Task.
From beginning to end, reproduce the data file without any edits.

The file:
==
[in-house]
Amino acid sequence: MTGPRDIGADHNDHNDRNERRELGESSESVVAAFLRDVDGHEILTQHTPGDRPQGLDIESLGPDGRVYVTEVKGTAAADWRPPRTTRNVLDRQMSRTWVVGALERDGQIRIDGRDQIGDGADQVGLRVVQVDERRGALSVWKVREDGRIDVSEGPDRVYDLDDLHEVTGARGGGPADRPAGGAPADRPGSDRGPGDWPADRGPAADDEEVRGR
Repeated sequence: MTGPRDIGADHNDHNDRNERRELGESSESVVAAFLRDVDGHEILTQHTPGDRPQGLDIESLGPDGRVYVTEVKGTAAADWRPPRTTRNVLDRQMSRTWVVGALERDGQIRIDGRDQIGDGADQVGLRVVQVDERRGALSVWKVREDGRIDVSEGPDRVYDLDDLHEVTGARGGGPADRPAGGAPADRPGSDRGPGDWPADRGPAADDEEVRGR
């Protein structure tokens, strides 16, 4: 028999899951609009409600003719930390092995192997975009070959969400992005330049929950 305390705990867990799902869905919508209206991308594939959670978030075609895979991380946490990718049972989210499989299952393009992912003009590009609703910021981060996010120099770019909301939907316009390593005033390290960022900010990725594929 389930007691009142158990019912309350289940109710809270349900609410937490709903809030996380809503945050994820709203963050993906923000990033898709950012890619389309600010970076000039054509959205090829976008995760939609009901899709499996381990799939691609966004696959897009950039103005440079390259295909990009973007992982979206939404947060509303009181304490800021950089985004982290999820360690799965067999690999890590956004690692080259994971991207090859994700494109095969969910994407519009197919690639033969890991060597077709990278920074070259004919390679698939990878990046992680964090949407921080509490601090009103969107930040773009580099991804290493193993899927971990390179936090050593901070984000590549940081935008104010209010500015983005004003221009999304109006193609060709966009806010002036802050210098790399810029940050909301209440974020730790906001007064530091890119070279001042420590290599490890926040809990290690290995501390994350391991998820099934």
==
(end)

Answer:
[in-house]
Amino acid sequence: MTGPRDIGADHNDHNDRNERRELGESSESVVAAFLRDVDGHEILTQHTPGDRPQGLDIESLGPDGRVYVTEVKGTAAADWRPPRTTRNVLDRQMSRTWVVGALERDGQIRIDGRDQIGDGADQVGLRVVQVDERRGALSVWKVREDGRIDVSEGPDRVYDLDDLHEVTGARGGGPADRPAGGAPADRPGSDRGPGDWPADRGPAADDEEVRGR
Repeated sequence: MTGPRDIGADHNDHNDRNERRELGESSESVVAAFLRDVDGHEILTQHTPGDRPQGLDIESLGPDGRVYVTEVKGTAAADWRPPRTTRNVLDRQMSRTWVVGALERDGQIRIDGRDQIGDGADQVGLRVVQVDERRGALSVWKVREDGRIDVSEGPDRVYDLDDLHEVTGARGGGPADRPAGGAPADRPGSDRGPGDWPADRGPAADDEEVRGR
């Protein structure tokens, strides 16, 4: 028999899951609009409600003719930390092995192997975009070959969400992005330049929950 305390705990867990799902869905919508209206991308594939959670978030075609895979991380946490990718049972989210499989299952393009992912003009590009609703910021981060996010120099770019909301939907316009390593005033390290960022900010990725594929 389930007691009142158990019912309350289940109710809270349900609410937490709903809030996380809503945050994820709203963050993906923000990033898709950012890619389309600010970076000039054509959205090829976008995760939609009901899709499996381990799939691609966004696959897009950039103005440079390259295909990009973007992982979206939404947060509303009181304490800021950089985004982290999820360690799965067999690999890590956004690692080259994971991207090859994700494109095969969910994407519009197919690639033969890991060597077709990278920074070259004919390679698939990878990046992680964090949407921080509490601090009103969107930040773009580099991804290493193993899927971990390179936090050593901070984000590549940081935008104010209010500015983005004003221009999304109006193609060709966009806010002036802050210098790399810029940050909301209440974020730790906001007064530091890119070279001042420590290599490890926040809990290690290995501390994350391991998820099934």